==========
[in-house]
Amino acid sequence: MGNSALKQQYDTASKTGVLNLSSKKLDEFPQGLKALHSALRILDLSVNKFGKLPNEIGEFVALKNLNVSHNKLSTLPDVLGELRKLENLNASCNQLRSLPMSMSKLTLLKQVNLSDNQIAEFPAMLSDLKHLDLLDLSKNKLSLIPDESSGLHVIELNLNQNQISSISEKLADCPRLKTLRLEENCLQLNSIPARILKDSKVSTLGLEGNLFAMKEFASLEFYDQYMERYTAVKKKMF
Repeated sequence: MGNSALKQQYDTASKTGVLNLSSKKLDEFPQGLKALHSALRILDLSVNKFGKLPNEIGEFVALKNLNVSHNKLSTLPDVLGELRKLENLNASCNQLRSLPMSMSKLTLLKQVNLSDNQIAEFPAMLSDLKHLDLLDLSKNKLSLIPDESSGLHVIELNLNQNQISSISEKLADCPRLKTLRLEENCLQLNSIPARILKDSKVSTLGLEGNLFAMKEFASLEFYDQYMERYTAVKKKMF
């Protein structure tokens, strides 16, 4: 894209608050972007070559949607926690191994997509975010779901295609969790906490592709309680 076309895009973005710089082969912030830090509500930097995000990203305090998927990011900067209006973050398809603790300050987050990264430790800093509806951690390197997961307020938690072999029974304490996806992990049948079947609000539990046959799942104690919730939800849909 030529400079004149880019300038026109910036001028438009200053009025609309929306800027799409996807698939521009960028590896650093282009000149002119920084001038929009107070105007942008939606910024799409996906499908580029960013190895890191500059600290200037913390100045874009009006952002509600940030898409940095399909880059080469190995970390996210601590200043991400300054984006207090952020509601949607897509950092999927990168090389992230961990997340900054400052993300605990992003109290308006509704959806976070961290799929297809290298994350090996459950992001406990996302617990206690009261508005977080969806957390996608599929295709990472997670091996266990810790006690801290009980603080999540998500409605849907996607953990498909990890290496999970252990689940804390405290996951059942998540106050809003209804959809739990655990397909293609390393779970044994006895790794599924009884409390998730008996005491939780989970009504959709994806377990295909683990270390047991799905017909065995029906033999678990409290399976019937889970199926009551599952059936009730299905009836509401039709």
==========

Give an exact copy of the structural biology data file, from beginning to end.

[in-house]
Amino acid sequence: MGNSALKQQYDTASKTGVLNLSSKKLDEFPQGLKALHSALRILDLSVNKFGKLPNEIGEFVALKNLNVSHNKLSTLPDVLGELRKLENLNASCNQLRSLPMSMSKLTLLKQVNLSDNQIAEFPAMLSDLKHLDLLDLSKNKLSLIPDESSGLHVIELNLNQNQISSISEKLADCPRLKTLRLEENCLQLNSIPARILKDSKVSTLGLEGNLFAMKEFASLEFYDQYMERYTAVKKKMF
Repeated sequence: MGNSALKQQYDTASKTGVLNLSSKKLDEFPQGLKALHSALRILDLSVNKFGKLPNEIGEFVALKNLNVSHNKLSTLPDVLGELRKLENLNASCNQLRSLPMSMSKLTLLKQVNLSDNQIAEFPAMLSDLKHLDLLDLSKNKLSLIPDESSGLHVIELNLNQNQISSISEKLADCPRLKTLRLEENCLQLNSIPARILKDSKVSTLGLEGNLFAMKEFASLEFYDQYMERYTAVKKKMF
């Protein structure tokens, strides 16, 4: 894209608050972007070559949607926690191994997509975010779901295609969790906490592709309680 076309895009973005710089082969912030830090509500930097995000990203305090998927990011900067209006973050398809603790300050987050990264430790800093509806951690390197997961307020938690072999029974304490996806992990049948079947609000539990046959799942104690919730939800849909 030529400079004149880019300038026109910036001028438009200053009025609309929306800027799409996807698939521009960028590896650093282009000149002119920084001038929009107070105007942008939606910024799409996906499908580029960013190895890191500059600290200037913390100045874009009006952002509600940030898409940095399909880059080469190995970390996210601590200043991400300054984006207090952020509601949607897509950092999927990168090389992230961990997340900054400052993300605990992003109290308006509704959806976070961290799929297809290298994350090996459950992001406990996302617990206690009261508005977080969806957390996608599929295709990472997670091996266990810790006690801290009980603080999540998500409605849907996607953990498909990890290496999970252990689940804390405290996951059942998540106050809003209804959809739990655990397909293609390393779970044994006895790794599924009884409390998730008996005491939780989970009504959709994806377990295909683990270390047991799905017909065995029906033999678990409290399976019937889970199926009551599952059936009730299905009836509401039709």